Caught short

Source: The Hitavada      Date: 25 Nov 2018 10:56:06

ONE of the most endearing images from the 2017 Women’s Cricket World Cup (50-over) was Indian captain Mithali Raj engrossed in a book near the ropes while waiting for her turn to bat. The romanticism in that image was delightful. Raj soon translated her unflustered calmness into a record-making half-century in that game against England. A year later, as she sat on the bench (dropped on the pretext of keeping a certain combination) and saw the Indian women’s team crashing out of the World Twenty20, the blankness on her face was poignant. The two images vividly exhibited the irony of Indian women’s journey in international cricket. They have set off but there is still a long way to go before the Women in Blue call themselves a formidable force.

India’s campaign in the World T20 can best be described as a sparkle that flattered a lot but deceived too soon. Two ICC events have seen the Indian women faltering at the final hurdle. Last year’s narrow loss to England robbed them of a chance to become world champions and Friday’s capitulation against the same opponents denied them a shot at T20 glory. Despite talent and star players, the Indian team is still a work in progress.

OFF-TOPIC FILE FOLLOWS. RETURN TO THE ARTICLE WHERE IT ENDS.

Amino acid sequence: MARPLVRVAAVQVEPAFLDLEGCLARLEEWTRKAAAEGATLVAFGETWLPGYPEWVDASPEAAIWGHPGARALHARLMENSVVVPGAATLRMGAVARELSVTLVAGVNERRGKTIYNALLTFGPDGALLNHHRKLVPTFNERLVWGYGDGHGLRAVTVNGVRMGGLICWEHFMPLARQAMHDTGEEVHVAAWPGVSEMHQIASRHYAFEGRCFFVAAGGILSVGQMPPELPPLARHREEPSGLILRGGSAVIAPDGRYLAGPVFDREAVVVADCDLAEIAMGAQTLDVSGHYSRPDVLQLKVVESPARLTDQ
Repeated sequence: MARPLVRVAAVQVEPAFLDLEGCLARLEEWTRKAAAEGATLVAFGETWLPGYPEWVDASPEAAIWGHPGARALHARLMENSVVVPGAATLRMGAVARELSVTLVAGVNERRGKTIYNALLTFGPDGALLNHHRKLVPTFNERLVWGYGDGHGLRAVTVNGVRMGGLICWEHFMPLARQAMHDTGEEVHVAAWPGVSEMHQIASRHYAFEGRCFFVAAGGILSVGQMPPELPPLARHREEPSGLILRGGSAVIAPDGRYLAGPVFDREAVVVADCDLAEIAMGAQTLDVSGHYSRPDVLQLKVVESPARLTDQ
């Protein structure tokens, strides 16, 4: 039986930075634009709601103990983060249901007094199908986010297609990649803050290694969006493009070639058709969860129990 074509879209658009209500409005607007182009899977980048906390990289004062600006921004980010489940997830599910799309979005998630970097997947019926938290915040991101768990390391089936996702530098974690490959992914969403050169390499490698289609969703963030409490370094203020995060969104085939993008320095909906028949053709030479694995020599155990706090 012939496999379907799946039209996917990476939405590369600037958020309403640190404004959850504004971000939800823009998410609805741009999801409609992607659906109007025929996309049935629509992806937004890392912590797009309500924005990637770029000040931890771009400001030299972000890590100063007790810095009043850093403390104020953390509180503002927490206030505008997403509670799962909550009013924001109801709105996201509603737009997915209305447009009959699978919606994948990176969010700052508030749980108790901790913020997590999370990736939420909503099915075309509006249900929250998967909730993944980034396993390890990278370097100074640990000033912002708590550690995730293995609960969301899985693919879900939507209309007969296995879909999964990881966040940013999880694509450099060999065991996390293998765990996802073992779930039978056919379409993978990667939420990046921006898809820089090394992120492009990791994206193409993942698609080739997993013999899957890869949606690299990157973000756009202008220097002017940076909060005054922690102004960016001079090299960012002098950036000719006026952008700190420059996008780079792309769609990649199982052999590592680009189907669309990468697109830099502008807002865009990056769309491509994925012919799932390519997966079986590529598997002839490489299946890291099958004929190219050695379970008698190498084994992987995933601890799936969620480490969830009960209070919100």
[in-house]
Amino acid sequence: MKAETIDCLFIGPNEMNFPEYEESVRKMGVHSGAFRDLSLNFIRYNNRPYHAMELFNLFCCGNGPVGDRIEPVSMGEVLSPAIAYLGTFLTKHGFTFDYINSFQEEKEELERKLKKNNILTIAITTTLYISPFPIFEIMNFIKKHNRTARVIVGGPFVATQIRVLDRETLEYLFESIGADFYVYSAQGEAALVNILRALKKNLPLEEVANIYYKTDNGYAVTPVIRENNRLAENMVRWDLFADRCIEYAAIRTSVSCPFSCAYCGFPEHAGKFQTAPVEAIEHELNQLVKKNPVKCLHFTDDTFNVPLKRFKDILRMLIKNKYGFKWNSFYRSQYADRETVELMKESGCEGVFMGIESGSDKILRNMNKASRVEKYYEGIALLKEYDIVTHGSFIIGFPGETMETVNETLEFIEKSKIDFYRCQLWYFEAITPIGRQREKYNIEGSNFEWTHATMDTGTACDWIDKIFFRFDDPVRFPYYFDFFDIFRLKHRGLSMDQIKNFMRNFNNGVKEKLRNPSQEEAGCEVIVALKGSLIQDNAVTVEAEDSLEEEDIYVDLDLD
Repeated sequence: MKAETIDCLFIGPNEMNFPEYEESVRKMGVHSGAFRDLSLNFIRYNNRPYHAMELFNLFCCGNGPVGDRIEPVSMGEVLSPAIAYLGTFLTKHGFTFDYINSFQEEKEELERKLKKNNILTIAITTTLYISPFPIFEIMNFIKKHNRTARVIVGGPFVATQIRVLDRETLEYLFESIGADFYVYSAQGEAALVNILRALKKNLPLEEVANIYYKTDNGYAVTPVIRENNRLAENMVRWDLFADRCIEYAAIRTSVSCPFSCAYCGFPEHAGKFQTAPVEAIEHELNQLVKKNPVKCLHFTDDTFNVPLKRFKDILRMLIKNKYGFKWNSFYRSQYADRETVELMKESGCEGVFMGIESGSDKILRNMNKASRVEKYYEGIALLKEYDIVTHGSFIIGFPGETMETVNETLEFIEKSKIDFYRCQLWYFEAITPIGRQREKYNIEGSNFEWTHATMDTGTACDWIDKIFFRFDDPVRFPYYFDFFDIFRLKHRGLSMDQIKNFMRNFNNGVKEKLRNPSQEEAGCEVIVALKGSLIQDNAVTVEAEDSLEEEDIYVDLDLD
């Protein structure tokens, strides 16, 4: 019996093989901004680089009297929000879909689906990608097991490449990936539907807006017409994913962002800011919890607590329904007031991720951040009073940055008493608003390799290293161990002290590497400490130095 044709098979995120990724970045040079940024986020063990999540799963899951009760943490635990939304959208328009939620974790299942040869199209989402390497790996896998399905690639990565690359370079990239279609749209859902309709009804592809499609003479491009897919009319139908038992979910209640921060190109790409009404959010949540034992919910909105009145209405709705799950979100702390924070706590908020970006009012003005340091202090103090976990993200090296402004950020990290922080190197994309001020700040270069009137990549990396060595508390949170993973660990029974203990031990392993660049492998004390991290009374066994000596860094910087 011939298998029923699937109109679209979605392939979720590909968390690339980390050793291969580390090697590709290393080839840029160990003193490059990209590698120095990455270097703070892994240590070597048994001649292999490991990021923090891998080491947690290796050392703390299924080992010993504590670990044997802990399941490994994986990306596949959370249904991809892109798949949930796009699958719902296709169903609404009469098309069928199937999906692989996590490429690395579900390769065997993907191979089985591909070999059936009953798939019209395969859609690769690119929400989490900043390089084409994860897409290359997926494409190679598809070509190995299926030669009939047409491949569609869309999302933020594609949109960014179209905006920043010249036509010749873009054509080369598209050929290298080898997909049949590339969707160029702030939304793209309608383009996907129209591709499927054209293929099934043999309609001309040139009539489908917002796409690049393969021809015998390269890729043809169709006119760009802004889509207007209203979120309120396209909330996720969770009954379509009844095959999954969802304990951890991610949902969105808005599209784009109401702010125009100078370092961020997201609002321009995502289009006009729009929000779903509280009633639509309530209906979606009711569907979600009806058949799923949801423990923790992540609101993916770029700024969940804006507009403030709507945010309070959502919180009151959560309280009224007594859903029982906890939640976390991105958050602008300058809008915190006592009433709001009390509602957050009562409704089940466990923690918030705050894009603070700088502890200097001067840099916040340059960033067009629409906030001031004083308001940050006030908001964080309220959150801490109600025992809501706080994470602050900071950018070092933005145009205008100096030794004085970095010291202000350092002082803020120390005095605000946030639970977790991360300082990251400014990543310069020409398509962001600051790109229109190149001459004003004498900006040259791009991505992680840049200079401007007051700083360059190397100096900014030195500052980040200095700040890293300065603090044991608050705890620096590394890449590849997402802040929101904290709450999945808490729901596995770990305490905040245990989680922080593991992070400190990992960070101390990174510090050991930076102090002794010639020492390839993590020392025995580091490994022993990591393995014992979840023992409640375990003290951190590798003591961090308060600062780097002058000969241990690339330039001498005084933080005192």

One loss cannot make them a bad team but a few facile wins in group stages also do not make them a top opponent. Caught in the vortex of bad and the best India have been found short of the crease. It is a grind that tests every sporting team. It is an examination of character and will. Under Harmanpreet Kaur’s bold leadership, India have shown tremendous fighting spirit but it was again a show of sporadic brilliance from a few individuals. Harmanpreet, Smriti Mandhana, Mithali Raj and Radha Yadav played their part but failed to get equal support from others in the team. The collapse against England was perfect example of what went wrong in face of pressure.

India had had their moments to leave a mighty impression. Kaur’s century in the first game, Mandhana’s strokeplay and Yadav’s spell made for a compelling viewing. Those moments have truly helped women’s cricket occupy a serious place in cricket lovers’ minds. Rising television viewership of India’s games and players trending on social portals is a happy sign for women’s cricket. A few silverwares will be of great help to firmly establish them in our sporting ecosystem. But to achieve that, Kaur and Co can safely turn to classicism that Raj and her ilk have in abundance.